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Mandibular profile and attractiveness

The mandible is the lower jaw.  This article addresses how attractiveness ratings vary as a function of the extent to which the mandible is protruding among individuals of European ancestry.

The following picture shows three types of soft tissue mandibular profiles.

Three types of soft tissue mandibular profiles.

Fig. 1. From left to right: Class II profile (regressed or retrognathic mandible), Class I profile (normal or orthognathic mandible), Class III profile (protruding or prognathic mandible)(1).

People most extensively prefer the Class I profile(1-5).  When there is minor deviation from a Class I profile, a Class III profile is preferred to a Class II profile(1, 4-7).  People are more tolerant of a retrognathic mandible in women than men and more tolerant of a prognathic mandible in men than women(5).

For technical details, refer to the following diagram and locate points S, N, A and B.  The Eastman normal values are SNA angle =  81 degrees, SNB = 78 degrees and ANB = 3 degrees.

Location of S, N, A and B points in skeletal profile.

Fig. 2. Locate S, N, A and B points.

The following graph shows how attractiveness varied as a function of SNB angle in a study(1).  SNB = 78 degrees corresponds to a Class I profile, which was rated the most attractive.  Lower SNB values lean toward a Class II profile and higher SNB values toward a Class III profile.  SNB = 68 degrees corresponds to the leftmost silhouette in Fig. 1 and SNB = 88 degrees corresponds to the rightmost silhouette in Fig. 1.  Note that a Class III profile is preferred to a Class II profile when there is a minor deviation from a Class I profile.

Attractiveness as a function of SNB angle.

Fig. 3. Attractiveness as a function of SNB angle(1).  The +5 degrees attractiveness rating is significantly greater than the -5 degrees rating; the ratings for other similar-magnitude deviations in opposite directions from 78 degrees are similar, but there is still a bias toward a Class III preference over a Class II preference for small devaitions.

In reality, the flesh can obscure actual skeletal profile.  For instance, the following radiograms (X-rays) feature professional models (male and female) with different skeletal profiles but a soft tissue profile that is aesthetically acceptable.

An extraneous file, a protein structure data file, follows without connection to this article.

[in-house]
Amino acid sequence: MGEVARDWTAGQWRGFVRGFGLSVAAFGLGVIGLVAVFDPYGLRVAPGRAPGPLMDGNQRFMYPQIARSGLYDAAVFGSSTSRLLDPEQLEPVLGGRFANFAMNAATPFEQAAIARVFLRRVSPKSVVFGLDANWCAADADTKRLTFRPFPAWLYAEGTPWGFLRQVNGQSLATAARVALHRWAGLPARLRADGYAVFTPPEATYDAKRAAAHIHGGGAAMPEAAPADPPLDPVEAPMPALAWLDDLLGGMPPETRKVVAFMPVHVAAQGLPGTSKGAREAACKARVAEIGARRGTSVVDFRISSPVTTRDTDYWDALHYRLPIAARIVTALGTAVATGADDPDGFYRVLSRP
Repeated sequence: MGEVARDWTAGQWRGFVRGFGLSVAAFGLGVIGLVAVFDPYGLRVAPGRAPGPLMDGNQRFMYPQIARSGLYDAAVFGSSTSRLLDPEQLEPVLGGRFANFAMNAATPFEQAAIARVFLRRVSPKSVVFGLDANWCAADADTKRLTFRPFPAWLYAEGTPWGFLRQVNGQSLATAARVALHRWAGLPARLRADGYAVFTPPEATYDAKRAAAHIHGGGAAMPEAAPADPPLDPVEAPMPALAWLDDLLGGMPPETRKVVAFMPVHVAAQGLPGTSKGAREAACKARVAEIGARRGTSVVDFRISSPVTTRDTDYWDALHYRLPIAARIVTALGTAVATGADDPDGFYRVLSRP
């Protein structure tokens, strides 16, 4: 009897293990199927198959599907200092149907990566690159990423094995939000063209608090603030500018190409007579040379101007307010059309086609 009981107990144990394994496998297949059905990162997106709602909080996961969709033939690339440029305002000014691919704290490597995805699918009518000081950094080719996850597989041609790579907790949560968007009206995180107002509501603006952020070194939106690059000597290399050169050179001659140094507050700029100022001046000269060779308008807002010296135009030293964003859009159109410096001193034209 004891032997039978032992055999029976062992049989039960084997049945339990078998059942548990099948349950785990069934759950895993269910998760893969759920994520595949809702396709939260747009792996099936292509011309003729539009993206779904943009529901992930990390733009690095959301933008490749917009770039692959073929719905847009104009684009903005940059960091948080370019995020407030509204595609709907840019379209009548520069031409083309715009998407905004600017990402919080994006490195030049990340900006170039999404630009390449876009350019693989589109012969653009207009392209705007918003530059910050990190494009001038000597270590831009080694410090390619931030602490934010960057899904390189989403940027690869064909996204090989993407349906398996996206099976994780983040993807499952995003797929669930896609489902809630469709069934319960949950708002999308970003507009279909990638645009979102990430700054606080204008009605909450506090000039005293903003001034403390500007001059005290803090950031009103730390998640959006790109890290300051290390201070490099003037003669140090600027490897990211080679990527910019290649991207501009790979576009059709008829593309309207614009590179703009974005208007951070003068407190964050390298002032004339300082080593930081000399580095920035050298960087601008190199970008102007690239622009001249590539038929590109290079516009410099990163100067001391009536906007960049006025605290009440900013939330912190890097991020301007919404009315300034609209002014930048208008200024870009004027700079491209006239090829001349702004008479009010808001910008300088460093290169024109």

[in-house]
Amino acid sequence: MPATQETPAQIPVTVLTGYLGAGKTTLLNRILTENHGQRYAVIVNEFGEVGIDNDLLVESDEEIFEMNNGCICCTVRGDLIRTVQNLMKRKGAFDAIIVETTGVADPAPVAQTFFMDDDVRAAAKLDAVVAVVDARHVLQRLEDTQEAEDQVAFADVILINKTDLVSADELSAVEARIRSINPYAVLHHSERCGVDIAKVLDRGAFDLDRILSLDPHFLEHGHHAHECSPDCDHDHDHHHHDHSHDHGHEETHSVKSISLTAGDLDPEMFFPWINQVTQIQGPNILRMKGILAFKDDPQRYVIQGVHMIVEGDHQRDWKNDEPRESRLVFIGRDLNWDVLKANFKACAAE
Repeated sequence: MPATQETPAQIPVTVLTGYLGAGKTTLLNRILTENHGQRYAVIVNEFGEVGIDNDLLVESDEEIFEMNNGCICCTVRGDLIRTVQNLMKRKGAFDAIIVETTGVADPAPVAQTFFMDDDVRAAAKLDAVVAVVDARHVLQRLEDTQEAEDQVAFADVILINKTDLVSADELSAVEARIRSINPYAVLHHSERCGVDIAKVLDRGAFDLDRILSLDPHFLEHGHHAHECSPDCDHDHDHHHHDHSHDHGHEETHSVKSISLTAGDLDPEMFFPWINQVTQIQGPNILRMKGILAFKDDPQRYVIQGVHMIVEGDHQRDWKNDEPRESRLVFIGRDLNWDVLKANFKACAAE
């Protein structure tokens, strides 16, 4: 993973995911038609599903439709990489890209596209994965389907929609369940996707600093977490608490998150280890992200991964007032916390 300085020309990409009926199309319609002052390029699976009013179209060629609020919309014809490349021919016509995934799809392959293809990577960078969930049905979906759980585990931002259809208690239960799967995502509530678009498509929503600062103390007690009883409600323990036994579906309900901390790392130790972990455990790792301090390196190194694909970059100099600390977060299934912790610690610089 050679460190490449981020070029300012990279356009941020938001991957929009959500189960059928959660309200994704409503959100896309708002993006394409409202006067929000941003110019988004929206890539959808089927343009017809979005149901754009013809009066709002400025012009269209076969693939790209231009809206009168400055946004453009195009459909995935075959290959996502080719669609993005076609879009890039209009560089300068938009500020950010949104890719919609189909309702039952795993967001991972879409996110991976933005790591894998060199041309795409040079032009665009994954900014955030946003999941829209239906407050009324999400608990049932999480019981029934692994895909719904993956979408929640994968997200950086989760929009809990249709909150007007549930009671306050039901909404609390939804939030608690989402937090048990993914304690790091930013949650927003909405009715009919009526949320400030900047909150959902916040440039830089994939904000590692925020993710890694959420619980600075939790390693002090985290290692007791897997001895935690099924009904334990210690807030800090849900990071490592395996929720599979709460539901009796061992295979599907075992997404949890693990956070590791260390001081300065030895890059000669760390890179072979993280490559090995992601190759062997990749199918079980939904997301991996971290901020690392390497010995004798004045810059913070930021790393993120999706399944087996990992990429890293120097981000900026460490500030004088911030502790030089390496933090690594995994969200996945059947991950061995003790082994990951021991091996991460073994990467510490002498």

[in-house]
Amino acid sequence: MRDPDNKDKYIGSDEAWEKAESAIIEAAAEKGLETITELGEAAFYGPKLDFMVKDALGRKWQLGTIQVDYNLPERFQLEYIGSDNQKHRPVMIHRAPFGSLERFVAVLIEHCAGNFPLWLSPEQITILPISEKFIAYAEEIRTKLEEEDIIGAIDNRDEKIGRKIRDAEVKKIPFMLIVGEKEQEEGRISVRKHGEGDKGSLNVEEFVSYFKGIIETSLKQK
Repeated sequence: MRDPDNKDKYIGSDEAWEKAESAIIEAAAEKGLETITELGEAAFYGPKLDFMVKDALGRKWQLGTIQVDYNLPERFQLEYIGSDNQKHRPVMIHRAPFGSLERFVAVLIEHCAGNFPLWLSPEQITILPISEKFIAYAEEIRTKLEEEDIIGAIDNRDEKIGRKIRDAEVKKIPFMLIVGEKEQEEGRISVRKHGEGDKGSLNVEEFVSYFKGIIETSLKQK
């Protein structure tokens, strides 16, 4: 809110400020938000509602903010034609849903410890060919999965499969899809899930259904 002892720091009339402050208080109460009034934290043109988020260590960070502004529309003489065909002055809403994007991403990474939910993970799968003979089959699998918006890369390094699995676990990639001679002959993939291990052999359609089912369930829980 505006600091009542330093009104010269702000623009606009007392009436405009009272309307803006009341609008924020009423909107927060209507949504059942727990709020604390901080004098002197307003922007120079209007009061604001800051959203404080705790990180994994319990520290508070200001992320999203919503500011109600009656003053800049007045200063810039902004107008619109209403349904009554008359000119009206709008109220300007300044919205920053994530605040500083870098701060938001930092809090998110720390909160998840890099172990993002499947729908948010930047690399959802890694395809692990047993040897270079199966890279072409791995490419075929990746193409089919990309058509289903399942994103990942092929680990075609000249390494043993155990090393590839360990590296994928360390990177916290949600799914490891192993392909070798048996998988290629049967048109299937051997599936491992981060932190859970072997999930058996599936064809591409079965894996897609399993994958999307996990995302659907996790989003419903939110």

Dental occlusions present in some professional models.

Fig. 4. Dental occlusions present in some professional models(8).  (A) Class I, (B) Class II, (C) Class III and (D) model with proclined lower incisors (forward leaning lower front teeth).  The different skeletal classes here are also referred to as Class I, Class II and Class III malocclusions.  The occlusion of the teeth refers to how the upper and lower teeth fit together.

The studies above focus on European populations but the find about a preference for Class I profiles applies to non-European populations, too.  Class I profiles in non-whites would look like the middle image in Fig.1 with thicker lips and more protruding mouths (See Fig. 5).  On the other hand, because of the more protruding jaws in non-Europeans, it does not necessarily follow that a Class III profile would be preferred over a Class II profile for minor deviations from a Class I profile in their case.

Normal face profiles (Class I) in different ethnic groups: Northern European, Mediterranean, Chinese.

Fig. 5. Normal face profiles (Class I) in different ethnic groups: Northern European, Mediterranean, Chinese.

The following image shows the outline of Marquardt’s mask, which he claims to be the outline of the “ideal” female face.  Note that Marquardt’s mask leans toward a Class II profile, at odds with the public preference for a Class I profile.

Marquardt's Phi mask.

Fig. 6. Marquardt's Phi mask.      


  1. Johnston, C., Hunt, O., Burden, D., Stevenson, M., and Hepper, P., The influence of mandibular prominence on facial attractiveness, Eur J Orthod, 27, 129 (2005).
  2. Maple, J. R., Vig, K. W., Beck, F. M., Larsen, P. E., and Shanker, S., A comparison of providers' and consumers' perceptions of facial-profile attractiveness, Am J Orthod Dentofacial Orthop, 128, 690 (2005).
  3. De Smit, A., and Dermaut, L., Soft-tissue profile preference, Am J Orthod, 86, 67 (1984).
  4. Cochrane, S. M., Cunningham, S. J., and Hunt, N. P., Perceptions of facial appearance by orthodontists and the general public, J Clin Orthod, 31, 164 (1997).
  5. Orsini, M. G., Huang, G. J., Kiyak, H. A., Ramsay, D. S., Bollen, A. M., Anderson, N. K., and Giddong, D. B., Methods to evaluate profile preferences for the anteroposterior position of the mandible, Am J Orthod Dentofacial Orthop, 130, 283 (2006).
  6. Czarnecki, S. T., Nanda, R. S., and Currier, G. F., Perceptions of a balanced facial profile, Am J Orthod Dentofacial Orthop, 104, 180 (1993).
  7. Michiels, G., and Sather, A. H., Determinants of facial attractiveness in a sample of white women, Int J Adult Orthodon Orthognath Surg, 9, 95 (1994).
  8. Moss, J. P., Linney, A. D., and Lowey, M. N., The use of three-dimensional techniques in facial esthetics, Semin Orthod, 1, 94 (1995).


uh..the lips on the white person are skinnier. that's why.

8D: Thinner lips are only responsible to a small extent. The bone/teeth structure is playing a greater role.

Marquartd's mask looks most masculine to me in profile because of the jaw mainly. Of the photos of Rebecca Romijn the one in profile was mosy revealing, especialy of her deep jaw.
What do you think of Michelle Marsh?

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